Onto the lesson, as you may or may not know Swahili is mainly made up of Arabic vocabulary and also in small part vocabulary borrowed from other languages mainly English (the name of the language itself is Arabic, Sahil, meaning coast). But generally Swahili tends to borrow from numerous languages and that I have managed to prove over the years as I’ve been teaching students who speak different languages.

I knew a couple of words that were from other languages but the other day I was teaching a class about N class nouns (which as you may or may not know are mostly borrowed nouns i.e. from other languages). Funny thing is when I started listing common nouns my students kept telling me the meaning even before I asked and it turns out not only do we borrow lots of words from Arabic & English but Indian languages as well (mostly Gujarati).

Now here’s the thing, most English words can be ‘Swahilinized’ by adding an I at the end (as a suffix), this is usually done for words ending in a consonant, however if they end in a vowel then the ‘Swahilinization’ is slightly different. So if you are ever in a fix it’s ok (but not encouraged) to ‘Swahilinize’ whatever English word you need to use (all my students get really excited when I tell them this-lazy mode activated ha ha!)

So this is more of an FYI post, am gonna list a number of words that we have managed to borrow from other languages and if you happen to know of others please add them on the comment section. This list is by no means exhaustive and will probably get updated from time to time. Excuse the apparent ignorance but am just gonna classify all Indian origin languages under ‘Indian’ which I know is not a language but hopefully you get what I mean.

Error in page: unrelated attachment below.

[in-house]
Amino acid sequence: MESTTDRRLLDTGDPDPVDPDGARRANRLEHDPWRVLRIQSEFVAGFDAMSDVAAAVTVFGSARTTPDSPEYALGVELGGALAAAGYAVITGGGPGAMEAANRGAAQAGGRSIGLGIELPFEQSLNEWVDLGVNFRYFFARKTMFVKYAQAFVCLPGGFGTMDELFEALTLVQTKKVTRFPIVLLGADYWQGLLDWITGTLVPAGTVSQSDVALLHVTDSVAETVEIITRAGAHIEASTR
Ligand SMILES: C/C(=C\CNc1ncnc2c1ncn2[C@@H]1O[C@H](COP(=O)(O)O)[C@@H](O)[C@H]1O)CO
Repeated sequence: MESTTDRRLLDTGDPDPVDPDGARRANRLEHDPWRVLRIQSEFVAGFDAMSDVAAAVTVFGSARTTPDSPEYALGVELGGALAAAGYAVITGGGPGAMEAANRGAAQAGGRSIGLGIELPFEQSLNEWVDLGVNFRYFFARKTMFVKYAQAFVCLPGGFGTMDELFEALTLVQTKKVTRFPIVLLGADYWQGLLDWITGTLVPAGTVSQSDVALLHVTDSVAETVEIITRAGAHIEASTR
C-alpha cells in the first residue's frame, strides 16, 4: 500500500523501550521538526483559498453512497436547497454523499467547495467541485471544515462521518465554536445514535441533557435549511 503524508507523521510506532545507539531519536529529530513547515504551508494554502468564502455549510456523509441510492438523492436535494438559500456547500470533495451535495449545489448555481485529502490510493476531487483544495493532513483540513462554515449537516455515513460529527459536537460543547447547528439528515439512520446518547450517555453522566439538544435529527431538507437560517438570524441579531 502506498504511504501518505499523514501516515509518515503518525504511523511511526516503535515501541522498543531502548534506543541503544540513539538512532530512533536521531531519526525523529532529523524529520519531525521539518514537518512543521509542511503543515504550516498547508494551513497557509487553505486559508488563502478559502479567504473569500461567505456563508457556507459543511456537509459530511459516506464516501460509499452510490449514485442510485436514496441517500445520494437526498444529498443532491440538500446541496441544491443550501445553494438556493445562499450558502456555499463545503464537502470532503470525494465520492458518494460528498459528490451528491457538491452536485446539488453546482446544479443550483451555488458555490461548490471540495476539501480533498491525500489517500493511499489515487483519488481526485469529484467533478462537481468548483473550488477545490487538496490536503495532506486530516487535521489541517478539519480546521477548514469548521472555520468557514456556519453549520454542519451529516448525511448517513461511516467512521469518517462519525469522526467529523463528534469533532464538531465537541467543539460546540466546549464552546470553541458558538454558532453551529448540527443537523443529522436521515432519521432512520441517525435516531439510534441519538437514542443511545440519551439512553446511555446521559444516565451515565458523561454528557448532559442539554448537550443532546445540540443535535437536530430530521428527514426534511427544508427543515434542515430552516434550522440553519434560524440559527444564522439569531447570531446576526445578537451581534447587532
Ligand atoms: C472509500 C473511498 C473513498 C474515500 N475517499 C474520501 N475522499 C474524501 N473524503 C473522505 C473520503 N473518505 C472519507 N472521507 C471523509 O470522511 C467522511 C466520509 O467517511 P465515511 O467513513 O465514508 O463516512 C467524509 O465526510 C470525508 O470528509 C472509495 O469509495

Portuguese:

Bendera – flag 

Mezatable

Gerezaprison

Pesamoney

German:

Shule – school

Helacoin/s (although generally it just means money)

English:

Motokaa motorcar

Koti coat

Baiskelibicycle

Mashinemachine

Sinemacinema

Penselipencil

Persian:

Chaitea

Acharipickle 

Serikaligovernment 

Diwanicouncillor 

Indian:

Bunduki gun, rifle

Memsabu – madam 

Dawa medicine 

Chupabottle/glass used to make bottles

Kalamupen 

Garicar 

Bimainsurance 

Dukashop 

Pipabarrel 

Sandukutrunk, suitcase, box 

Arabic:

WaziriMinister 

Raispresident

Sita, Saba, Tisasix, seven ,nine

By the way I like to give due credit so instead of sounding oh so knowledgeable (ha ha!) here’s a big list of more Swahili words of Arabic origin

 

Happy 4th anniversary to funlughaswahili-long live!!!

So the website’s been down this past couple of days and I was getting really antsy trying to get my host to sort me out. Well they did and just in time for our 4th anniversary too-yay!